With January upon us, there’s undoubtedly a buzz in the air as security and development professionals eagerly plan out their 2019 strategies. You might be wondering what resolutions you can make that will help you navigate the New Year, and to take it a step further, what trends you should consider when crafting these resolutions. To help you get started, here are some suggestions from the Veracode team that will help you get a sense of what to expect in 2019 and have you on your way to a successful and secure year.
Sarah Gibson – Senior Application Security Consultant
Get your security and development teams collaborating and on the same page.
Good code is secure code, and having security help to design and build secure applications in a collaborative process allows for applications to be built better and faster. DevSecOps is a way to make that happen, and adopting a more automated and integrated approach between your security and development teams can make shipping secure code easier, with fewer last minute surprises.
Mark Curphey – Vice President of Strategy
Prepare for a boom in open source code use, and understand how to secure it.
Open source is now mainstream. We’re seeing it used in banking, autonomous cars, space travel, and even missiles, but as the community and commercial models for open source evolve, we’ll see a new realization that while you may get the code for free, you don’t always get security for free. How people continue to embrace open source code in light of that is still yet to be seen, but if you don’t want to be tomorrow’s news headline, you should be prepared with a game-plan of how to secure those components.
Chris Wysopal – Chief Technology Officer and Co-Founder
Prepare for the shift to serverless code, and turn your focus towards continuous security.
As more and more code moves to serverless, where there is no host or even container to configure, patch, and secure, the only thing left for organizations to secure will be their own code.
Code is increasingly becoming third party in the form of open source components and publicly available PaaS/SaaS APIs, which requires a supply chain security approach. With open source components, the public security posture of the components is taken into consideration to ensure that the least vulnerable version of a component is used, or – if necessary – a more secure component is used that has similar functionality. Supply chain security around PaaS/SaaS APIs is more challenging, but we see these providers publishing third-party reviews of their unique code, which open source components they use, and the security posture of the PaaS/SaaS APIs they used. The supply chain is becoming more public and more nested.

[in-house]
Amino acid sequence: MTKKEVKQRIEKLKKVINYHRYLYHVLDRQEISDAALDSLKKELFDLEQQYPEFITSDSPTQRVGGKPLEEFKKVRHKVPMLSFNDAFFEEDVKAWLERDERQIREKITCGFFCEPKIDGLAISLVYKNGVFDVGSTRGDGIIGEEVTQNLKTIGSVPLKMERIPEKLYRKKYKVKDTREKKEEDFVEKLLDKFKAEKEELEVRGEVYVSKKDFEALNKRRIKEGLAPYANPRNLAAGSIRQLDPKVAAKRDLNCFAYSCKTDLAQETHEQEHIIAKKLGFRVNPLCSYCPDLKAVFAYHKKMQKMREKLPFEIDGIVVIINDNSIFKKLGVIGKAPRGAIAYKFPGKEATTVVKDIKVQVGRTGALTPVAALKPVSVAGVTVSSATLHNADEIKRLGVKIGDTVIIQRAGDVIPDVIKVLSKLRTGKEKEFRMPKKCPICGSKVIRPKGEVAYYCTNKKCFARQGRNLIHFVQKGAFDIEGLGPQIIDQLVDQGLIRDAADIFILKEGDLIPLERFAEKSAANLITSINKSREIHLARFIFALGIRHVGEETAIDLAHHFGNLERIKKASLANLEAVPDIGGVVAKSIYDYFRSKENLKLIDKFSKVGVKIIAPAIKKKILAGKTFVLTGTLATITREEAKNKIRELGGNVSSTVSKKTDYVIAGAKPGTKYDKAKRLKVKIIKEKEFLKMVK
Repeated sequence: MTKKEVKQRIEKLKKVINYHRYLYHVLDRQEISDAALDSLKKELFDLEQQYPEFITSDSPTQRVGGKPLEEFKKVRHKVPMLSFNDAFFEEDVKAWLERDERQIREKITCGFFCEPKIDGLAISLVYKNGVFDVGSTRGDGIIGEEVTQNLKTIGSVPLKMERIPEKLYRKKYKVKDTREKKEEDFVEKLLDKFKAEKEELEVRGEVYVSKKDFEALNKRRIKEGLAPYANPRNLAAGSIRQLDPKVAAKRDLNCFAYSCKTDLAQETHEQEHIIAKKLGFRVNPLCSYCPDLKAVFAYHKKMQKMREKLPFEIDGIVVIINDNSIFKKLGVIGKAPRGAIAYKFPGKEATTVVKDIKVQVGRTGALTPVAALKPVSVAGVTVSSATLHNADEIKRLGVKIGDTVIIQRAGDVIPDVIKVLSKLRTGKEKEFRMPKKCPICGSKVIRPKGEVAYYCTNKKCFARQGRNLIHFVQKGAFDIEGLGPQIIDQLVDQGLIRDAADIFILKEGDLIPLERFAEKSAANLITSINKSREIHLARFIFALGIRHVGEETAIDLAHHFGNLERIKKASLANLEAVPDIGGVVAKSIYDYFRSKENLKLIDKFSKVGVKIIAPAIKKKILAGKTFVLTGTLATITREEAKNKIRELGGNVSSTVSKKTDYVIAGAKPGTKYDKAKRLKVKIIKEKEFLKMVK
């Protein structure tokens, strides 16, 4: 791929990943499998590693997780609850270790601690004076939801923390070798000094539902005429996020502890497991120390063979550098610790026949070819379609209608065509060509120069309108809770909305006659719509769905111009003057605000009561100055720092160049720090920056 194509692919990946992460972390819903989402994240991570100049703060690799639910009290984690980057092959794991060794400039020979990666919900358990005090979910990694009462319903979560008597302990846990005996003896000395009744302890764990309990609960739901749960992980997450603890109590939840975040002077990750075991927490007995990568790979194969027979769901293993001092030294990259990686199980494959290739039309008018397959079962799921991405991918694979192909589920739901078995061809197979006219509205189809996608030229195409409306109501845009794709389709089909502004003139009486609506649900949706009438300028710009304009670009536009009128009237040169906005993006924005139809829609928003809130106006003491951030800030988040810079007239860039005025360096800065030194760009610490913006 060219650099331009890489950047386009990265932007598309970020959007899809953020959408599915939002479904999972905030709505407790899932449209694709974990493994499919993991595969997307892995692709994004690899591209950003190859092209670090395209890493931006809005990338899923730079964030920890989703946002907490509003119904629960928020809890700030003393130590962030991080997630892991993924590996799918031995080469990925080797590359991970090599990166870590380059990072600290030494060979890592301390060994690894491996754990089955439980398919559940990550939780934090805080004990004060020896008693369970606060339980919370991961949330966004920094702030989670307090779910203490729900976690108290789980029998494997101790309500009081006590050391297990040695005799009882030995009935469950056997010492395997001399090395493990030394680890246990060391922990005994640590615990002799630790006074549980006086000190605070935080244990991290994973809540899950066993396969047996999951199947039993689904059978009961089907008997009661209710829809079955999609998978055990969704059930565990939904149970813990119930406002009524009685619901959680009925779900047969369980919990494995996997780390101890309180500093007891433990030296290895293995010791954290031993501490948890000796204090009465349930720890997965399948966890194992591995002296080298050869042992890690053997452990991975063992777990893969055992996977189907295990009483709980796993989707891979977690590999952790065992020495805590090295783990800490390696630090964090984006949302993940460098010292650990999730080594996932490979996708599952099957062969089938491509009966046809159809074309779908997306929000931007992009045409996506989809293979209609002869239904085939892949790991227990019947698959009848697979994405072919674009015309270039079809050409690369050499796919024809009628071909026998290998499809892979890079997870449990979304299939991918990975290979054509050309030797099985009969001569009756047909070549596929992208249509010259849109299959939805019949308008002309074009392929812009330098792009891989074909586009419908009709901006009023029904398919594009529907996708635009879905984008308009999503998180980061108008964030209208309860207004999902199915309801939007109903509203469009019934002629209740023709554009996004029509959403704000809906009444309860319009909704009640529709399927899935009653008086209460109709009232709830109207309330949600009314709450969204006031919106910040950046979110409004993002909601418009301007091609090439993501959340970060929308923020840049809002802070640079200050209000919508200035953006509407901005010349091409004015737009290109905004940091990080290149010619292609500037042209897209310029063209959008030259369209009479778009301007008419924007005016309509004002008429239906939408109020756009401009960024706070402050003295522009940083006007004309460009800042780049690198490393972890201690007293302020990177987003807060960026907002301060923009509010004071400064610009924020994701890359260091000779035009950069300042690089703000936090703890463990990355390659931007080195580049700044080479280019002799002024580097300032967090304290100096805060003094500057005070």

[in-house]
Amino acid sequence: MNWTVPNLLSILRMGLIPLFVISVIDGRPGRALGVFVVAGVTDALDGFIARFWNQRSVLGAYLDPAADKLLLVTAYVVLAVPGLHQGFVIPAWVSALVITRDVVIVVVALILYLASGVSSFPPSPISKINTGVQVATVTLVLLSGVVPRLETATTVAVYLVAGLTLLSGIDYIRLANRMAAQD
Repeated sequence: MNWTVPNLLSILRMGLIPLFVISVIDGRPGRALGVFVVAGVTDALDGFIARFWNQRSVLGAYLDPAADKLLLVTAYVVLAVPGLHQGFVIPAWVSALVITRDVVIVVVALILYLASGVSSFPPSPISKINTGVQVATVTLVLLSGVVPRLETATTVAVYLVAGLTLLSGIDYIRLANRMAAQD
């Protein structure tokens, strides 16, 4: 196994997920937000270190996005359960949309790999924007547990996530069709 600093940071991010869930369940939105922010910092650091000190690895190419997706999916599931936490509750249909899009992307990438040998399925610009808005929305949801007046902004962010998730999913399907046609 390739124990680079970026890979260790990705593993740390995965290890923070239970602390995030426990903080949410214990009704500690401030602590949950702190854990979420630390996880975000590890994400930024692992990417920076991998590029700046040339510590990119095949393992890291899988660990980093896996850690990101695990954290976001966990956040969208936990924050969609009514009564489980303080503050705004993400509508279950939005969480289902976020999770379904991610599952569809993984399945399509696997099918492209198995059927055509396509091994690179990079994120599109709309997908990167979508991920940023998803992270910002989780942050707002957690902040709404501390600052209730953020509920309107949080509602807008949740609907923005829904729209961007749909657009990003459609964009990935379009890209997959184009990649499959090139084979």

This will all be happening over a highly distributed set of microservices and APIs. These microservices will be developed using a DevOps methodology that will require continuous security. Newly developed code will be analyzed for weaknesses as it is written, and additionally analyzed as it is stitched into other code, and again as the context gets wider until a whole application or microservice is analyzed with its accompanying supply chain of open source components and PaaS/SaaS APIs.
Weaknesses will be transmitted to developers early, and the developers will be able to use suggested remediations, which will be reinforced by automated testing.
Maria Loughlin – Vice President of Engineering
Resolve to do something new, but just as important, resolve to continuously improve what you already do well.
You’ve probably been investing in automation for many years – automation of your testing, monitoring, metrics, and CI/CD pipelines. So in 2019, resolve to double-down on your automation investment to enable even more efficiency and quality consistency. In Veracode’s most recent State of Software Security report, we found a strong correlation between teams who have adopted a frequent, automated scanning approach and faster fix time for flaws.
To complement automation, turn your focus towards continuous security across all aspects of your organization, transforming your teams’ cultural mindset as well as in your pipelines and processes. It’s not realistic to hire a security expert for each scrum, so instead, resolve to train current team members to become security champions. Leverage their voices to represent the security perspective in each and every story prioritization, grooming, and review, and don’t be afraid to pull in security experts where needed. A nice side-effect of this practice is that investing in training for your team is proven to improve retention – a happy developer who is growing their career will stay in your organization.
Paul Farrington – Director of Solutions Architecture, EMEA & APAC
Continue to secure your software to mitigate against threats and avoid higher GDPR fines in 2019.
We are almost guaranteed to see more mega-breaches in 2019. Some of these will be undetected right now at time of writing, and may have been taking place for a number of months or years. The Marriott breach is a prime example of how serious an issue this is for large businesses. GDPR fines for breaches disclosed in 2018 are likely to top anything we have seen before when they are imposed in 2019 – in order to avoid being affected, organizations will need to continue to secure their software to mitigate against threats.
Everything You Need to Know to Kick-off and Mature Your Application Security Program
Whether you’re looking to measure the success of your application security program or want to know more about how you can mature your program in 2019, our “Everything You Need to Know” guides have you covered. Kick-start your journey to an advanced AppSec approach in the coming year by checking out the following: